He came to Oxford for his ACT debut on Saturday, and spun out while running all alone and leading his heat race -- just a lap and a half after the field took the green. Tough times.


The 48 cars entered in the New England Dodge Dealers 150 at OPS came as a surprise to most people, including ACT officials. They were hoping they'd just have enough to fill out the 33-car starting grid.

Early reports out of All-Star Speedway, though unconfirmed, had somewhere in the neighborhood of 30 Super Late Models signing in for the PASS North Series 150 tonight.

Why so many cars in these places? The season's almost over, and there aren't that many chances left to run cars. Fan interest may be waning with things like high school football, county fairs and hunting seasons, but for teams, it's a scramble to get to as many races as they can before the snow flies.

Cyr is 2008 ACT champion

It's over. Just like that.

Jean Paul Cyr won his heat race -- not the win he's looking for today, or this year, for that matter -- but it was enough to claim his record 7th American-Canadian Tour championship.

Scott Payea finished 4th in his heat, giving Cyr an insurmountable 85-point lead heading into the New England Dodge Dealers 150.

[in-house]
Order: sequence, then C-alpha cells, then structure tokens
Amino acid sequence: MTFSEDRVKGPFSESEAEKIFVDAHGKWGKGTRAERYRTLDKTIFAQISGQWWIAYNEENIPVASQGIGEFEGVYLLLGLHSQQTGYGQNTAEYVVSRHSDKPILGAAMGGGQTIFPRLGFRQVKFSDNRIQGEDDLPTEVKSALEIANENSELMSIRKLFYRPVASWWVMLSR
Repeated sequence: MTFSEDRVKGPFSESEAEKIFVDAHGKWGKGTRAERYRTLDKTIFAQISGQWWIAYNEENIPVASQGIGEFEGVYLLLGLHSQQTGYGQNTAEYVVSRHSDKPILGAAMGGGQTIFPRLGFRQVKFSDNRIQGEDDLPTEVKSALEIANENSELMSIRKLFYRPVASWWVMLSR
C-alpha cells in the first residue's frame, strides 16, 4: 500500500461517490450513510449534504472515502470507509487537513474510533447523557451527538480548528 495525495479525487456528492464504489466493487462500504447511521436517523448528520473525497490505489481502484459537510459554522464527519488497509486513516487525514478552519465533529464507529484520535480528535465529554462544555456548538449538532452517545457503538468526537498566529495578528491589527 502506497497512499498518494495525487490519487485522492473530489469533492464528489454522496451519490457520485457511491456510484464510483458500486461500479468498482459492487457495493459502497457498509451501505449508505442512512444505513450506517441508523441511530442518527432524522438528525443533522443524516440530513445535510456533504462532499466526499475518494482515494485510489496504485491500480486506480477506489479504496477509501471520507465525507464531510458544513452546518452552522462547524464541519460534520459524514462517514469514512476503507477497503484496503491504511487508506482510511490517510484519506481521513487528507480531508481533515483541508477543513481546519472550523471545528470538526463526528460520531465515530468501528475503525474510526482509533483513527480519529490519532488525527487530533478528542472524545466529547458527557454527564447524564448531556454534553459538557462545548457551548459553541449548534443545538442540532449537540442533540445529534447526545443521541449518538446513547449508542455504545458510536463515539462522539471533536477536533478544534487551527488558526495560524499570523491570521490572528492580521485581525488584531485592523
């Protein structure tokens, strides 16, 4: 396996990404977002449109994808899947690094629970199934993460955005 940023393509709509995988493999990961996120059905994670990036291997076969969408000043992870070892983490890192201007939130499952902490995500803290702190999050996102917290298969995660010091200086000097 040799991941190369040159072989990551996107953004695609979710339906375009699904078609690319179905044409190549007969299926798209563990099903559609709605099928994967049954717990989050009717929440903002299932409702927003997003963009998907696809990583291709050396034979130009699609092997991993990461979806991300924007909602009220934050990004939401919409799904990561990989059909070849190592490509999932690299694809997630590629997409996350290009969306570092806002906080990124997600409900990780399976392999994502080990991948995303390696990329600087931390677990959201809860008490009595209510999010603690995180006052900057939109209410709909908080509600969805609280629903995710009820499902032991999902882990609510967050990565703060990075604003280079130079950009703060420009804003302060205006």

The title is the Milton, Vt., driver's 5th in a row, another ACT record.

Still, Cyr is looking for his 1st feature win of 2007. Unofficially, he'll start 15th in the 33-car field this afternoon.

Cyr's got it all but locked up

If you're not a numbers-cruncher or a stat geek, this American-Canadian Tour championship picture is made for you.

Jean-Paul Cyr leads Scott Payea by 75 points coming into today's New England Dodge Dealers 150 at Oxford Plains Speedway. In order to clinch his series-record 7th championship and series-record 5th straight title, Cyr need only finish 6th or better in his heat race and 24th or better in the feature should Payea win both his heat and the 150.

In the words of ACT PR guru Justin St. Louis, "That's just not going to happen."

Especially with Cyr starting on the pole of his 12-car heat. There are 48 cars here, and 33 will start the 150. One hardly needs to pay attention to the championship picture. Just bring us Cyr for a few quotes when it's all said and done.